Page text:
|Fragrant sumac Rhus aromatica|
Rhus aromatica, the fragrant sumac, is a deciduous shrub in the family Anacardiaceae native to Canada and the United States from southeast Ontario to Vermont down into central Florida to west Texas up through Nebraska over to southern Wisconsin back to Ontario. It grows in upland open woods, fields, barrens, and rocky cliffs.
Fragrant sumac is a woody plant that can grow to around 2 to 4 meters tall (6 to 12 feet) with a rounded form. It produces yellow flowers in clusters in March or April before the leaves emerge, before anthesis.(1.) Pistillate (female) plants bear hairy red drupes in July or August that can last until the next March if not eaten by birds or small mammals. They can be brewed into a tea.
The leaves and stems of fragrant sumac have a citrus fragrance when crushed, and it inhabits mostly uplands areas, while poison ivy has no odor and can inhabit various habitats.(1.) The leaves are alternate and trifoliate with the middle leaflet being the largest of the three. It develops a good autumn color like other sumacs of bright yellow to red to red-purple. Some are grown by large, diverse nurseries or by native plant nurseries and are infrequently planted in landscapes in the Midwest and East. Grows in full deep shade to full sun and well-drained soils slightly acid to well alkaline with a pH range of about 6.0 to 8.5. it has a shallow, fibrous root system and is easily transplanted. Some of its branches can trail upon the ground and root and it can ground sucker to form a colony, depending on the site. (2.)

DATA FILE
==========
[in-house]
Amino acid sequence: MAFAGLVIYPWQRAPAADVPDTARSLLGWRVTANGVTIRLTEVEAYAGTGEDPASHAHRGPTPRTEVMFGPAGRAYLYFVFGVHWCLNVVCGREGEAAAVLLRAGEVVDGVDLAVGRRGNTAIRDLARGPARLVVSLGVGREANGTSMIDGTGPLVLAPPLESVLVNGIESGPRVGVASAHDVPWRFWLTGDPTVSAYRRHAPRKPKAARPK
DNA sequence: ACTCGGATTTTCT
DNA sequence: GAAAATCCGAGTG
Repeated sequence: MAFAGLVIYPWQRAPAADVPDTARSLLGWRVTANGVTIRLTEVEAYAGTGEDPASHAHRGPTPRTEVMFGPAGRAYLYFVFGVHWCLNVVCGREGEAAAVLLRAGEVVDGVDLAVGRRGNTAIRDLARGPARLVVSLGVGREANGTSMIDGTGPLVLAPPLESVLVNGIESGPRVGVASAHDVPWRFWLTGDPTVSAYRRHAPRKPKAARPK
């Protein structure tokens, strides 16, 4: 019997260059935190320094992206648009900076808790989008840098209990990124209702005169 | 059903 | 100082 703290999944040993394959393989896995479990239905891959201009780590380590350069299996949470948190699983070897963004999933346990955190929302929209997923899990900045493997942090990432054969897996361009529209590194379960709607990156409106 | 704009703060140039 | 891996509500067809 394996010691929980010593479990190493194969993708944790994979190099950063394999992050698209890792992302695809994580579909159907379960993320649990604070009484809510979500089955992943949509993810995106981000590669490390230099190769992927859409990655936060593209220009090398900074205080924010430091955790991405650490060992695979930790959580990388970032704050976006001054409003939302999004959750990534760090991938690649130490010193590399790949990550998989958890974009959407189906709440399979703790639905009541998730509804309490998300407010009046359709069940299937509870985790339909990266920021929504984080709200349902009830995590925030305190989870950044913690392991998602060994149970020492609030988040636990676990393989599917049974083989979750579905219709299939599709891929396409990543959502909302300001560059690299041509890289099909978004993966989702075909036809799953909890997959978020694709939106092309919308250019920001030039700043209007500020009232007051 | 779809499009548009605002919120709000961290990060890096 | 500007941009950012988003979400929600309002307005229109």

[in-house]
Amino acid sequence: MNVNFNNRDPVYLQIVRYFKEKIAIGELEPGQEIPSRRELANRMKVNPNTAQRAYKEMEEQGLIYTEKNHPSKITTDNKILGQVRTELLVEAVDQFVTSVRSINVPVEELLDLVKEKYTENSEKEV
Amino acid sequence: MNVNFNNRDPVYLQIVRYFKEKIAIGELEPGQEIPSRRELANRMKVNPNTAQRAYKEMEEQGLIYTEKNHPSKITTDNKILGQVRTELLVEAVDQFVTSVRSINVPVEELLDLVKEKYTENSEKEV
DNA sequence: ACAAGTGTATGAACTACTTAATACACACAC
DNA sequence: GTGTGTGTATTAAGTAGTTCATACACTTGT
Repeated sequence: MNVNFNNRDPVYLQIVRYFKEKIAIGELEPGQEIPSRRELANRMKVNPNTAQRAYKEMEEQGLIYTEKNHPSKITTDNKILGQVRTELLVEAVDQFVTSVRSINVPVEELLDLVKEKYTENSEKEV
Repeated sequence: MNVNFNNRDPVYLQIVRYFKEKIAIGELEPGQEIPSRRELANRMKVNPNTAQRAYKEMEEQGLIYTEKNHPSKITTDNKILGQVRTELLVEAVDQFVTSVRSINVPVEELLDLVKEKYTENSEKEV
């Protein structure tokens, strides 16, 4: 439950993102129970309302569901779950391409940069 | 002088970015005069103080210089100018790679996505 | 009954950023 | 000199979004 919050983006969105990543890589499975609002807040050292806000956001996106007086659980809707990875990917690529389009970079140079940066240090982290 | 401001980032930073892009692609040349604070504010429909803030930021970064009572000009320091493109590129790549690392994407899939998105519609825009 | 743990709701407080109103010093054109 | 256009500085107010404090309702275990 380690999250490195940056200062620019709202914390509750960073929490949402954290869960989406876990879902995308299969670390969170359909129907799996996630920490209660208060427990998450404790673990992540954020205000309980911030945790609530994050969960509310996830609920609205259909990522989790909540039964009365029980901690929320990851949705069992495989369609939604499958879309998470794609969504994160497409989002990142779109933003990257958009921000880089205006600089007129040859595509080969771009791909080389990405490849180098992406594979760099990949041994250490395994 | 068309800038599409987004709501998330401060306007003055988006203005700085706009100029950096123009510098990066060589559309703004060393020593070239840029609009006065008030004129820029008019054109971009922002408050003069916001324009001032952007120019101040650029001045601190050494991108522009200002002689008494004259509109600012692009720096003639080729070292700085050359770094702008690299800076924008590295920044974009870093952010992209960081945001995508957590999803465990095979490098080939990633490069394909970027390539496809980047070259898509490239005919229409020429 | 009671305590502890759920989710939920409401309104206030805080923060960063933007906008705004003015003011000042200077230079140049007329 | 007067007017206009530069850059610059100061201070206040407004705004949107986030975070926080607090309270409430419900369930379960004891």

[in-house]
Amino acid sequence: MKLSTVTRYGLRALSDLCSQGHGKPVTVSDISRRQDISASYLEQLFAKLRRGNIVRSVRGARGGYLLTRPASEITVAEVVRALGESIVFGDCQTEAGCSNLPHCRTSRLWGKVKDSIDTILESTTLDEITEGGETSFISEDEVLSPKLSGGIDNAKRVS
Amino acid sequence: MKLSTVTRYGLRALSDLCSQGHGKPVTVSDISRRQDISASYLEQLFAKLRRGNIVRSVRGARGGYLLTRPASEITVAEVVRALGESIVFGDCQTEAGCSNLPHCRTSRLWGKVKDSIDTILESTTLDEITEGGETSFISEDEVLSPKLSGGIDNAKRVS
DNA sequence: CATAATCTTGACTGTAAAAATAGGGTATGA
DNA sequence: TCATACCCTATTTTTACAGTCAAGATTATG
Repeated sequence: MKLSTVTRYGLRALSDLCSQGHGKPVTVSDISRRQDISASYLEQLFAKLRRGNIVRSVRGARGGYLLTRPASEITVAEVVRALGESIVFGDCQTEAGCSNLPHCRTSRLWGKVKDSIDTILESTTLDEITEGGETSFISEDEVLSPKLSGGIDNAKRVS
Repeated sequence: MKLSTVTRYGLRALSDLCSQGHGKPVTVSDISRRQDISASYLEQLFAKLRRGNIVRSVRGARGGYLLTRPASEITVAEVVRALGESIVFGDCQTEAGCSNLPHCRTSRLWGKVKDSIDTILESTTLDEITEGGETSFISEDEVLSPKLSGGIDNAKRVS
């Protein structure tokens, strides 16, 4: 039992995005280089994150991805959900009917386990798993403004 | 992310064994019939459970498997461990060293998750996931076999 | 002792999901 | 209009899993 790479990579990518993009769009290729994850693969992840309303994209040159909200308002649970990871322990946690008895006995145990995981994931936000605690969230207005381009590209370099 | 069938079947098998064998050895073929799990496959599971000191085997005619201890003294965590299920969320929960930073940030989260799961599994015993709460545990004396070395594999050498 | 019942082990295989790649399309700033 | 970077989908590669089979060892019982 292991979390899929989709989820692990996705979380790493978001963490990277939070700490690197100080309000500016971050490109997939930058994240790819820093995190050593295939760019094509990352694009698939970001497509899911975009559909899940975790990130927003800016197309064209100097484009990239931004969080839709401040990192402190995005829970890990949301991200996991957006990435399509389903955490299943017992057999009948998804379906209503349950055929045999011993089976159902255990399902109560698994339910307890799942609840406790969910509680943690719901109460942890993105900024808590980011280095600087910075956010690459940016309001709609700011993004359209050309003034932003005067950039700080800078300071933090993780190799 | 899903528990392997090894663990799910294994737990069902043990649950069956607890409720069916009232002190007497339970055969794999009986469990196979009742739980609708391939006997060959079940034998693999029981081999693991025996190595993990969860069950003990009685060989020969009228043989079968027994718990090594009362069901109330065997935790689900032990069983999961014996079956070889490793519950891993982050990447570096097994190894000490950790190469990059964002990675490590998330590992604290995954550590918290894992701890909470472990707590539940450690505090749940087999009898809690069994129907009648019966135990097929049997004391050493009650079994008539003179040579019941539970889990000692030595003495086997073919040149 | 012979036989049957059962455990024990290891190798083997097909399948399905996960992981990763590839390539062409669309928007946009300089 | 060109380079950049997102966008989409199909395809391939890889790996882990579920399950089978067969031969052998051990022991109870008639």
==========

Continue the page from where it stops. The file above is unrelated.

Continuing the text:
While this species is not really well-known and used a lot by landscapers and homeowners, the cultivar of 'Gro-low' is commonly planted as a high groundcover, and some are sold at most any nursery or garden center. However, buying this plant is done mostly by landscape architects and designers, (or by customers influenced by nursery personnel recommending it), who know the plant, while most homeowners do not know it and look instead for bushes or groundcovers with pretty flowers or evergreen foliage. 'Low-Gro' Sumac grows about 2 feet high and easily spreads 6 to 8 feet around, developing good autumn color.
2. Highshoe, Gary L. Native Trees, Shrubs, and Vines for Urban and Rural America, 1988. Van Nostrand Reinhold, NY